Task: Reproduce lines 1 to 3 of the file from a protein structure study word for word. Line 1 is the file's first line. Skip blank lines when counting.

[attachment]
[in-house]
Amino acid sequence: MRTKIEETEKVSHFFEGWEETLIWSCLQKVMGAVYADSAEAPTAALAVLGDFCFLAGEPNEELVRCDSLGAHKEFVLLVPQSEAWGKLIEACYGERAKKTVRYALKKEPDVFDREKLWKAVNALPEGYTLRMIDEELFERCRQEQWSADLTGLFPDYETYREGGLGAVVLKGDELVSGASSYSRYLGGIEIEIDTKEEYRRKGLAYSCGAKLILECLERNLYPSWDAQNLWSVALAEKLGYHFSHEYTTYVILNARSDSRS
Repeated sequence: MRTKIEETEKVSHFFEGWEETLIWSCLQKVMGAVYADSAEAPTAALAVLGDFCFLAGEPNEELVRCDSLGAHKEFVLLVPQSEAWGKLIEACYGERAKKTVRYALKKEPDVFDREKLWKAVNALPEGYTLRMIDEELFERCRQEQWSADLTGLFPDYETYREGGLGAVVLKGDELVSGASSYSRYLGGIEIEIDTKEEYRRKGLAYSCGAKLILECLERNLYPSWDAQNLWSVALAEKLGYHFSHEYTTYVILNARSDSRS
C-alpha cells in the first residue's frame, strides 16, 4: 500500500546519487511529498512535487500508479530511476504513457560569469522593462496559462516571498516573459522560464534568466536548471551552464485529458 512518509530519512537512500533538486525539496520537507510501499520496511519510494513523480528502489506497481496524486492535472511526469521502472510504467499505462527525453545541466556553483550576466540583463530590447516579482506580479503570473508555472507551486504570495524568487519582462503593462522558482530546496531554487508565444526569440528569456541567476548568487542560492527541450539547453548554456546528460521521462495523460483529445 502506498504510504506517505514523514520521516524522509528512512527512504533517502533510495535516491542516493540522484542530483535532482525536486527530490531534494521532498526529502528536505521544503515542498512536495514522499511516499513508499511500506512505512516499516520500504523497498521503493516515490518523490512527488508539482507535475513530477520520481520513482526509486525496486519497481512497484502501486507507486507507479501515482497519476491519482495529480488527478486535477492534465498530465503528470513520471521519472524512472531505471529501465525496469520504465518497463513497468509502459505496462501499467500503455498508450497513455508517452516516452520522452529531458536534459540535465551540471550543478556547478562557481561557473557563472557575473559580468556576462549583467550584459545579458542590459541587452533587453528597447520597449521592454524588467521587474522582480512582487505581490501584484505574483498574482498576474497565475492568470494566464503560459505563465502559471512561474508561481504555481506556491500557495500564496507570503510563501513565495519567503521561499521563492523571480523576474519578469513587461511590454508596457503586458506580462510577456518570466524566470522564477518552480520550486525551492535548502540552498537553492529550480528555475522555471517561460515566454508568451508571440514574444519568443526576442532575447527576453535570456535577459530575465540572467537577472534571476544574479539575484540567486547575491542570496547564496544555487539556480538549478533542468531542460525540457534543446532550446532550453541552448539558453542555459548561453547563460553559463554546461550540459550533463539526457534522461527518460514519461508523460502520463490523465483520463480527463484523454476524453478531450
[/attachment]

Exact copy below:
[in-house]
Amino acid sequence: MRTKIEETEKVSHFFEGWEETLIWSCLQKVMGAVYADSAEAPTAALAVLGDFCFLAGEPNEELVRCDSLGAHKEFVLLVPQSEAWGKLIEACYGERAKKTVRYALKKEPDVFDREKLWKAVNALPEGYTLRMIDEELFERCRQEQWSADLTGLFPDYETYREGGLGAVVLKGDELVSGASSYSRYLGGIEIEIDTKEEYRRKGLAYSCGAKLILECLERNLYPSWDAQNLWSVALAEKLGYHFSHEYTTYVILNARSDSRS
Repeated sequence: MRTKIEETEKVSHFFEGWEETLIWSCLQKVMGAVYADSAEAPTAALAVLGDFCFLAGEPNEELVRCDSLGAHKEFVLLVPQSEAWGKLIEACYGERAKKTVRYALKKEPDVFDREKLWKAVNALPEGYTLRMIDEELFERCRQEQWSADLTGLFPDYETYREGGLGAVVLKGDELVSGASSYSRYLGGIEIEIDTKEEYRRKGLAYSCGAKLILECLERNLYPSWDAQNLWSVALAEKLGYHFSHEYTTYVILNARSDSRS